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Wednesday, December 2, 2009


I said I wanted a powerful high-tech bike that handled well 2-up, looked good with or without luggage, and could do short Sunday blasts or long trips. ABS is nice, and shaft drive would be preferred. The VFR price still isn't released in Canada, but it will be likely upwards of 20 grand with puts it in competition with some very good alternatives:


This is the most obvious competitor, and clearly the bike whose market Honda were targeting when they planned the VFR1200. The K rocket has a bunch of obvious similarities... Big powerful motor, long wheelbase, shaft drive. It's horsepower and weight specs are very similar, though it does have a slight edge on paper. It also offers more value for the dollar in terms of comfort and convenience features. The $16990 base model comes standard with heated grips. For another $1665 you can add electronic suspension adjustment, an onboard computer, and a safety package with tire pressure monitors and skid control. To top that off, BMW Motorrad Canada are offering 3.95% financing for 60 months, and new BMWs come with a 3 year warranty, as opposed to Honda's 1 year warranty. (though it is rumored that the VFR will have 3 years of coverage)

The K1300 seems to have an obvious edge and meets all of my criteria but I just don't see myself being as happy with it as I would with the VFR. Its 1293cc inline 4 motor puts out a titanic amount of horsepower and torque, making the K bike one of the fastest motorcycles in the World; but inline-4 engines just can't offer the character of V4s. (with the possible exception of Yamaha's "cross-plane" inline motor in the R1) There are some reliability concerns with the BMW as well. Their final-drive mechanisms are known to fail and their fuel injection is glitchy, with a stalling problem that BMW refuses to acknowledge. And though I will do all of my own service, the cost of ownership would likely be higher on the BMW, with pricey parts that are harder to find. Though the K1300s can certainly be categorized as "high-tech" it doesn't occupy the "cutting edge" that the all-new VFR does. It's just not as cool, and it doesn't "move" me in the same way. And it's not a Honda. (hey I never said I wasn't biased)

Ducati Multistrada 1200

This bike was just announced for 2010 and appears to offer sport-touring riders a hell of a value. It's light-weight, (claimed 440lbs wet) has lots of power (with a de-tuned 1198 superbike motor) it has exclusivity, desirability and certainly plenty of character. The price (about on par with the VFR) is surprisingly affordable considering its pedigree. It meets most of my requirements... I'm still not sure on the "good looking" part. It looks... um... special. I like that it has its own unique appearance while being unmistakeably Ducati. But that fucking nose! It's got an olfactory unit like a basset hound. Looks aside, it's probably a fantastic motorcycle but I've got a couple of hangups... It's chain-driven. While this is a credit on the performance side of the ledger, I just don't want to maintain a chain on my fast road bike. Cost of ownership is also a concern. The Desmodromic valvetrain is maintenance-intensive and what maintenance I can't do myself will be spendy. All things considered, it is an exciting bike with plenty of character. The maintenance I could probably get used to and if it had a slick shaft drive like the VFR this might be the MTS1200 owners blog instead of the VFR1200FA owners blog. Even if it isn't a Honda.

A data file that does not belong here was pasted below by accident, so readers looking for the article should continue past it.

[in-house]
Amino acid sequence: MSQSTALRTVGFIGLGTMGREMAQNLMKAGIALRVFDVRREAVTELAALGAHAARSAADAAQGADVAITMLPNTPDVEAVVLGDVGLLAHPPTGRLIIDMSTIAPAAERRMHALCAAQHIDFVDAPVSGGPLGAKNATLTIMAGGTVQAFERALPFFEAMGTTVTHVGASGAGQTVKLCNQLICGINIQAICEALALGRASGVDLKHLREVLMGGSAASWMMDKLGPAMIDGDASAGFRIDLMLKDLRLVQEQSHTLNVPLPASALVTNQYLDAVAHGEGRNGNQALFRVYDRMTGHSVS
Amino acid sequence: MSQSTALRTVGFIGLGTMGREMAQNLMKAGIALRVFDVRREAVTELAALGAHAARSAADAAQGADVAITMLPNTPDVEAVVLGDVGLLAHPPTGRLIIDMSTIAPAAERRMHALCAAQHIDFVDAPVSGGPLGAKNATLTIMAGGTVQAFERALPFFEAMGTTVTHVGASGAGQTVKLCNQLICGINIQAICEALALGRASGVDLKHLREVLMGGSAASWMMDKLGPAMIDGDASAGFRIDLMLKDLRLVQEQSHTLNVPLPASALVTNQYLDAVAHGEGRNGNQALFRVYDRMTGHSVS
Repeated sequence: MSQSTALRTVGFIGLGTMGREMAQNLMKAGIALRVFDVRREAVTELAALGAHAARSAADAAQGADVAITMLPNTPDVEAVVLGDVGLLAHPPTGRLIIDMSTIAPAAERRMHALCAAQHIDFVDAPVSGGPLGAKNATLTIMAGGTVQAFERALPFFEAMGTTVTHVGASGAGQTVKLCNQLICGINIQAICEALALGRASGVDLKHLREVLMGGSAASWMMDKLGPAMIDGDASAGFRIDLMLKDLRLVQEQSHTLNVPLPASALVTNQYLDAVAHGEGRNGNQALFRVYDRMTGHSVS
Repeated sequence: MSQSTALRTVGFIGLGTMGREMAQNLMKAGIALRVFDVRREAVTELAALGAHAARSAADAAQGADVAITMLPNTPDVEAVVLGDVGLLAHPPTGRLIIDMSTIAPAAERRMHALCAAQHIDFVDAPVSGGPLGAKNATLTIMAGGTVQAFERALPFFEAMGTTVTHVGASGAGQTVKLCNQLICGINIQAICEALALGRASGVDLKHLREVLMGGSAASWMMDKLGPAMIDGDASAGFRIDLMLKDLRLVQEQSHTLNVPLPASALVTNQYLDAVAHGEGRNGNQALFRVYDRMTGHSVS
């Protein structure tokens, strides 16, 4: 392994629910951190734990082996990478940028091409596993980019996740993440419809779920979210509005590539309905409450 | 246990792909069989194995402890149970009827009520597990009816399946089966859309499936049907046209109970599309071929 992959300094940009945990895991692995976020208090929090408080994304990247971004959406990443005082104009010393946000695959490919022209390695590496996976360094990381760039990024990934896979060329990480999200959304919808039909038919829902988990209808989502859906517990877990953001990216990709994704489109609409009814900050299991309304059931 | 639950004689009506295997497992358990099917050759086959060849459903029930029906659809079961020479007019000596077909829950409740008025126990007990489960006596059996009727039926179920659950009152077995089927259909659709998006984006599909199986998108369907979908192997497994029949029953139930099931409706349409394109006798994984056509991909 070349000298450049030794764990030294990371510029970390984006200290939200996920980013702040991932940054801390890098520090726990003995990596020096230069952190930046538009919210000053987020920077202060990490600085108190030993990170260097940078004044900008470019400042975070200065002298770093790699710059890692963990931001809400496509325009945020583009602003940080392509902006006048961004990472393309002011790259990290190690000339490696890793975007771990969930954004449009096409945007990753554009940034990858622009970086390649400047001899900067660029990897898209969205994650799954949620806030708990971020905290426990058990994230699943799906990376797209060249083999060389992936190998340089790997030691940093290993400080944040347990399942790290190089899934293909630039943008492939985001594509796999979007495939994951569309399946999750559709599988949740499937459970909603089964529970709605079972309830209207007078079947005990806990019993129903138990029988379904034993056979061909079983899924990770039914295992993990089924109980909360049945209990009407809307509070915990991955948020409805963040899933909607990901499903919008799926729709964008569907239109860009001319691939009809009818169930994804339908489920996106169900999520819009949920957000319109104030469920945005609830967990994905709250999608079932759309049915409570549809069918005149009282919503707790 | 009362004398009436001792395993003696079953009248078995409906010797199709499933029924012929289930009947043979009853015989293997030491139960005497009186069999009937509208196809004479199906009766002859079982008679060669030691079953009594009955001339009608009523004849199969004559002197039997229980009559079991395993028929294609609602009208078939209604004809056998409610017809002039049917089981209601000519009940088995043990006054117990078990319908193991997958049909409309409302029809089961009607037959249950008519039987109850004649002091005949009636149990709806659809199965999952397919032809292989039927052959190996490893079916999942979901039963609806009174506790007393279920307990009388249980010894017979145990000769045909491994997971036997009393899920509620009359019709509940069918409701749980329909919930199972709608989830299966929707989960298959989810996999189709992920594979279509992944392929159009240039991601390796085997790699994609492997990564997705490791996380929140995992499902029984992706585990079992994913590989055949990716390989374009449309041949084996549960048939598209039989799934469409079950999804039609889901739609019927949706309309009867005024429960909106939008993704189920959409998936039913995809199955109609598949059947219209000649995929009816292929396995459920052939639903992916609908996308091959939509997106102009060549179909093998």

Too slow.

Kawasaki Concours 1400

Lots of power, lots of gadgets for the money. Too big, too ugly, too Kawasaki.

Yamaha FJR1300

Too big. Old man bike that I wouldn't be excited to take out for a spin by myself. Overdue for a redesign... getting a bit obsolete.


Awesomely capable touring bike. Heated seat! Wife would probably love it. More money than VFR. Too big, too ugly. Fast but not sporty or exciting.

Have I missed any? The VFR1200F has not been universally well-received in the online motorcycle community. I'll address the common objections in my next entry.

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